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Kimberly Palmer

As a frequent PayPal user, I wasn’t surprised to see the payment request pop up in the app. But when I read it, I realized that something was wrong.

In the message, a stranger asked me to send $699 to receive a “compensation”. Although I immediately recognized the request as a scam, I still felt vulnerable; I didn’t immediately see any obvious way to flag the request as a scam, and with just one click I could have accidentally sent this stranger a huge amount of money.

I’m hardly alone in my security concerns when using peer-to-peer payment apps. According to a Pew Research Center survey published in September 2022, about a third of people who use payment apps or websites say they are “a little bit.” or not at all sure that payment apps or websites protect people’s personal information from hackers or unauthorized users.” And an alarming 13% of people who have ever used PayPal, Venmo, Zelle or the Cash App say they made the mistake of sending money to a scam artist.

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Fraud prevention experts recommend these strategies to keep your money safe.

Send money only to people you know

In general, peer-to-peer payment apps are designed for sending money between friends, not strangers. If you use them to send money to someone you don’t know, you’re putting yourself at risk for fraud.

“You shouldn’t send money until you’ve met people in real life and you know who you’re sending money to. If you do that and are careful about which number you send money to, these apps can be a convenient, safe and efficient way to move money,” said Paul Benda, Senior Vice President of Operational Risk and Cyber ​​Security. American Bankers Association, the trade association for the banking industry.

Use cash and credit cards in higher risk situations

If you need to exchange money for goods or services with a stranger, the safest way to do so is with cash or credit cards, says Axton Betz-Hamilton, an assistant professor at Southern’s School of Health and Consumer Sciences. Dakota State University and author of “Less People Know About Us,” a memoir about identity theft.

Credit cards, for example, come with fraud protection. “I want that protection, so I don’t use these apps,” he says.

While stolen cash may be more difficult to recover, it may be covered by homeowners and renters insurance policies (up to your policy limits and depending on your policy).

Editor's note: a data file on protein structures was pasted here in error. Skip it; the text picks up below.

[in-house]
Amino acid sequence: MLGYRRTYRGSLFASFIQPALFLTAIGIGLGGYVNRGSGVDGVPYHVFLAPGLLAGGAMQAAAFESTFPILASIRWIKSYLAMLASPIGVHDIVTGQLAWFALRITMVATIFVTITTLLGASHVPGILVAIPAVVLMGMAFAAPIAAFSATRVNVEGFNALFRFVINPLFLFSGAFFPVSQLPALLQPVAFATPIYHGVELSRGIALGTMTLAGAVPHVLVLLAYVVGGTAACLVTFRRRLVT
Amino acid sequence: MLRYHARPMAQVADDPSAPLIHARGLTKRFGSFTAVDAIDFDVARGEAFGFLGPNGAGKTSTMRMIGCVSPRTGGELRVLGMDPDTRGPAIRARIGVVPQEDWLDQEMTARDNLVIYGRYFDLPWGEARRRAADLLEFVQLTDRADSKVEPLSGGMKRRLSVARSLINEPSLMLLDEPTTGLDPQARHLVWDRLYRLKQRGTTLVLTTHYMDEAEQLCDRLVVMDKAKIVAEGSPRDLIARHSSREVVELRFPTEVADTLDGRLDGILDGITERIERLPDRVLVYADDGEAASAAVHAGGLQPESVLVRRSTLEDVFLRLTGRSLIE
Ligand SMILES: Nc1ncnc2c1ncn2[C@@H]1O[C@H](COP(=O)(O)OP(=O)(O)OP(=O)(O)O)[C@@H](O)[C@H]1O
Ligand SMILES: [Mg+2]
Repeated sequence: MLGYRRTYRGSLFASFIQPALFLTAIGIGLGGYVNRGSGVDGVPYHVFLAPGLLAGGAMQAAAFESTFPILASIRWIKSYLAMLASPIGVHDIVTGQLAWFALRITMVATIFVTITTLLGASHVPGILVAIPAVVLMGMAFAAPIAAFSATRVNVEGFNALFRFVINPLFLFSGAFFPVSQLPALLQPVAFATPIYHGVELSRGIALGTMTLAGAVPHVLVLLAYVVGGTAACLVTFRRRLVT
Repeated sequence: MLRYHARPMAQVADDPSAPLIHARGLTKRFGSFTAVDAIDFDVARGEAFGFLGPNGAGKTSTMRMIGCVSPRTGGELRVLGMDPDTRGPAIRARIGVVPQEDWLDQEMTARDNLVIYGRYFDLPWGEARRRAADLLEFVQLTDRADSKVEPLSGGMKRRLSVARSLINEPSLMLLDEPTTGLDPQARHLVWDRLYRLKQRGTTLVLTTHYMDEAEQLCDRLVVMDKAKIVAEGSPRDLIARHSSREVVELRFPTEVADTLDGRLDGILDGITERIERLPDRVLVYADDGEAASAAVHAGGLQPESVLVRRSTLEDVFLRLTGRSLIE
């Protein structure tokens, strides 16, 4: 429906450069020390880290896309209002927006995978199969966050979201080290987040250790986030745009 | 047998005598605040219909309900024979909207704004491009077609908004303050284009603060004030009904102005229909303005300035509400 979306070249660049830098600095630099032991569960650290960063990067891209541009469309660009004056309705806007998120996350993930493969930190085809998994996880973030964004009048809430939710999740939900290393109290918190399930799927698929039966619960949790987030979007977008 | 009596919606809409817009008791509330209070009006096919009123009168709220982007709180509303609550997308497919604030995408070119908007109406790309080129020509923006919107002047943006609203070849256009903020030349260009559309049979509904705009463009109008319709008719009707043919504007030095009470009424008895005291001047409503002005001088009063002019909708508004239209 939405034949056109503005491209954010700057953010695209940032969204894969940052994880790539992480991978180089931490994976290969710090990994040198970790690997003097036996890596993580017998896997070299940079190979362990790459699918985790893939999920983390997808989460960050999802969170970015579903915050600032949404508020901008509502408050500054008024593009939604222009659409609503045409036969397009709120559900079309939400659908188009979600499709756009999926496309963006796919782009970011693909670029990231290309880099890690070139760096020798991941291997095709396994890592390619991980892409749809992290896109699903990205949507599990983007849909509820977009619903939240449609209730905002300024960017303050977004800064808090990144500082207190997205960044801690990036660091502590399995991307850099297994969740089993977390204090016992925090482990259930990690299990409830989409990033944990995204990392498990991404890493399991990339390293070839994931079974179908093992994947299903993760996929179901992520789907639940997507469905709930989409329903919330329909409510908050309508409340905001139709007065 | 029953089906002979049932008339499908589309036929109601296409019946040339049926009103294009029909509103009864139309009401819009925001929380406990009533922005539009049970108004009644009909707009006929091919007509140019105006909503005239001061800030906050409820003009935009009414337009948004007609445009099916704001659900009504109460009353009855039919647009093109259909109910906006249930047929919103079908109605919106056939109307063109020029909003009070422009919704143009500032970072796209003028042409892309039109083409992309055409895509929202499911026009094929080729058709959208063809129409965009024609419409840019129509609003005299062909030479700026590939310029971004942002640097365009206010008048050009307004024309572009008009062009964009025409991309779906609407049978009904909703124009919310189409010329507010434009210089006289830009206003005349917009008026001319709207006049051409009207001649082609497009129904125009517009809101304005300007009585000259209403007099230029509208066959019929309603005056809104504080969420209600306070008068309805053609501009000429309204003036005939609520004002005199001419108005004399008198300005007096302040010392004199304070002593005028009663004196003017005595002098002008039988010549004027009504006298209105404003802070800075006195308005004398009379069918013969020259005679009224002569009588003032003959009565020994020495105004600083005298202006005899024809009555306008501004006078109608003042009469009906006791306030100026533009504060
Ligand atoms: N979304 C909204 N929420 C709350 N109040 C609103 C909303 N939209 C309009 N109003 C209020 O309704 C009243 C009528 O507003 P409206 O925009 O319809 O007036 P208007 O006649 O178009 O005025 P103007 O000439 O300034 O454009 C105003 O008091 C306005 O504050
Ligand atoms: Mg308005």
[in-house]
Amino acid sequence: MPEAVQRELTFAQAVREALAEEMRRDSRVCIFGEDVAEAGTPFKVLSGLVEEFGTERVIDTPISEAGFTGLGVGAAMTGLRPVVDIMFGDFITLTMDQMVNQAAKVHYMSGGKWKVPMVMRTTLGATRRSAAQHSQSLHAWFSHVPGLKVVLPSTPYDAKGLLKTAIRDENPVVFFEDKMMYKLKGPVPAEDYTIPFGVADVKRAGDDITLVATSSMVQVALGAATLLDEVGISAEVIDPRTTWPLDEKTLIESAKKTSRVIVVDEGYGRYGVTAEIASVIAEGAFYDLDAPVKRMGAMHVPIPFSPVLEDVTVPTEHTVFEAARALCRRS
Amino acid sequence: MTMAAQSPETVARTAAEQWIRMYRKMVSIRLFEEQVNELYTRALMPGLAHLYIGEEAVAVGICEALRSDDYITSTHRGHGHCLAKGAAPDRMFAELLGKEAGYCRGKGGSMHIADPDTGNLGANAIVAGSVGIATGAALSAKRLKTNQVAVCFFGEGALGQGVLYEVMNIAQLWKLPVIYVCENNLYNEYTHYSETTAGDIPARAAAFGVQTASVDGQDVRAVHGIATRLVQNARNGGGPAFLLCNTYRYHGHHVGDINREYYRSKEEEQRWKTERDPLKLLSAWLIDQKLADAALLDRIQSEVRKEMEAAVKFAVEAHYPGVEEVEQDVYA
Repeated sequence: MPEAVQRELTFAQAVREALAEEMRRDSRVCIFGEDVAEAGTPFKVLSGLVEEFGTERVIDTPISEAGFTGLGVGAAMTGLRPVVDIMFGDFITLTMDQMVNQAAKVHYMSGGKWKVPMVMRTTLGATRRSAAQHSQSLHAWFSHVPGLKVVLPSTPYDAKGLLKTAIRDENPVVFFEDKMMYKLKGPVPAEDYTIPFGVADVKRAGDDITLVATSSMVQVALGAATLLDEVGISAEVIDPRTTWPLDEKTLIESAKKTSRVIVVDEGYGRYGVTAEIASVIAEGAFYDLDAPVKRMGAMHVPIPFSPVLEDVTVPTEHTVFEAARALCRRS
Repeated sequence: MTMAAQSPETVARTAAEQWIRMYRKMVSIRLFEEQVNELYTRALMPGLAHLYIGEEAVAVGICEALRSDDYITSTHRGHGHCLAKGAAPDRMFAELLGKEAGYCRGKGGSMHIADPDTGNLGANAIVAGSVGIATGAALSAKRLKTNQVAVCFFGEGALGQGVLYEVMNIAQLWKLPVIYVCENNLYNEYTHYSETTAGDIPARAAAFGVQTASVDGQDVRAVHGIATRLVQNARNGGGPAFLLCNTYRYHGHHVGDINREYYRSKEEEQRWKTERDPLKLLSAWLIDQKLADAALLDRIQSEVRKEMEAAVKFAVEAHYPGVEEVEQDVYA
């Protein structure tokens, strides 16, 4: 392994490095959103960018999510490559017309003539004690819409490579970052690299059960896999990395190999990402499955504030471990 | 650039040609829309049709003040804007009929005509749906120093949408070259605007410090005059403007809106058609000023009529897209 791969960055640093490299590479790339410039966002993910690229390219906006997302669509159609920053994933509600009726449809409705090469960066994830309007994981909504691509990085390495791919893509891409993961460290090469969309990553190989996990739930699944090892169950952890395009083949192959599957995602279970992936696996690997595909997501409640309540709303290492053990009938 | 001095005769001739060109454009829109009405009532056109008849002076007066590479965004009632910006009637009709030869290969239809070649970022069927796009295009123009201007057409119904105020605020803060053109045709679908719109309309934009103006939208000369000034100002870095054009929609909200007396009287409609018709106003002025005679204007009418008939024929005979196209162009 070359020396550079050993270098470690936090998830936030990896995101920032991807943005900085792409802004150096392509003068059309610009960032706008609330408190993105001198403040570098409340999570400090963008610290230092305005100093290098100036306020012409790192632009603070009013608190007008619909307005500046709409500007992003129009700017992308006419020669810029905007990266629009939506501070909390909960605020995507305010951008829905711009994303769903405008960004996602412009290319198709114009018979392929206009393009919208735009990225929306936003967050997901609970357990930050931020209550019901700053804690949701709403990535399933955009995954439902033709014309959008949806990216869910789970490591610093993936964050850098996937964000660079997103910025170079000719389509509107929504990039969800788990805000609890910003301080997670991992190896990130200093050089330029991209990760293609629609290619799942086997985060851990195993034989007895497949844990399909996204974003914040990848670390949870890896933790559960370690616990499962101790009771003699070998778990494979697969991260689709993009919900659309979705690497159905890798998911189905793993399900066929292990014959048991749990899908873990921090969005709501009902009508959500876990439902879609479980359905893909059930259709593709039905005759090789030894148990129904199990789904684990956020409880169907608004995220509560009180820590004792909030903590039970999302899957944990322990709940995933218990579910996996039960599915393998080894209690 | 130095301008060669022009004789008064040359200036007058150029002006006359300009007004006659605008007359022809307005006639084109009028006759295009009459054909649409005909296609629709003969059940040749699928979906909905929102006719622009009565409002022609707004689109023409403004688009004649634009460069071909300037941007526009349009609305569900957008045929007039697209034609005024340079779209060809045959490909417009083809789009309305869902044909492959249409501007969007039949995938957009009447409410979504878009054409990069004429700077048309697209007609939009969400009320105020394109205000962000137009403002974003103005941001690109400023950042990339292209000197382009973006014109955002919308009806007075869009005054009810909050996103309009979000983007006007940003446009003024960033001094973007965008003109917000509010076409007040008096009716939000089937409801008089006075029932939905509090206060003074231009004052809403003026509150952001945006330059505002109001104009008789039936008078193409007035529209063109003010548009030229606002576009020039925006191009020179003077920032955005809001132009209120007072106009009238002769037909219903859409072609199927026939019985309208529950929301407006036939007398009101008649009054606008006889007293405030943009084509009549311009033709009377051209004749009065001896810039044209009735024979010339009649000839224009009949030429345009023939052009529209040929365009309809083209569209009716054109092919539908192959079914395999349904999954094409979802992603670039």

Beware of unsolicited messages, calls or requests

Scams are often perpetuated when scammers send a text, phone call, or other type of message urging you to send money, perhaps claiming you’re getting a chargeback or a late bill.

“Fraudsters continue to get better at what they do,” said Joel Williquette, senior vice president of operational risk policy at Independent Community Bankers of America, a trade group for community banks. This includes sending emails that look almost indistinguishable from legitimate bank emails.

A cybercriminal may impersonate the IRS or the FBI and ask you to immediately pay a peer-to-peer payment to satisfy a debt, but Williquette says legitimate agencies will never contact you by text or call your cell phone with an urgent request for money.

“Usually, they send you an email,” he says, and they don’t require payment through apps or gift cards, another red flag.

A fraudulent payment request sent by a Balance payment app “is usually a small dollar amount and may even look like it’s from a friend,” said Eva Velasquez, president and CEO of the Identity Theft Resource Center, a nonprofit organization. .

Velazquez urges people to check requests first, double-checking that they’re sending money to the right person, adding that it’s easier to get scammed when you’re distracted and multitasking.

Brush up on your cyber hygiene

Enabling two-factor authentication on financial accounts, adding a pin lock to your phone and using unique passwords of at least 12 characters can help keep you safe, Velasquez says.

Additionally, he suggests setting your app’s privacy settings to the most private setting to minimize the amount of information about you that is publicly available.

Report fraud attempts

According to PayPal, if you receive a payment request like I did, you must cancel the request without paying. Alternatively, you can take a screenshot and forward it to [email protected] PayPal adds that you should not respond to, open links, download applications, or call any phone numbers included in the survey.

If you’ve mistakenly disclosed any financial or personal information to a scam artist, PayPal says you should immediately change your password, notify your bank and report any unauthorized payments to PayPal. You can also report your fraud to the Federal Trade Commission at, a government website that provides information to law enforcement agencies.

In my case, I followed the recommended step to cancel the payment request and never heard from my scam artist again. With the enhanced security steps in place, I plan to continue using the convenience of PayPal and other payment apps, and now I know what to do the next time I receive an unsolicited payment request.

This article was written by NerdWallet and originally published by the Associated Press.



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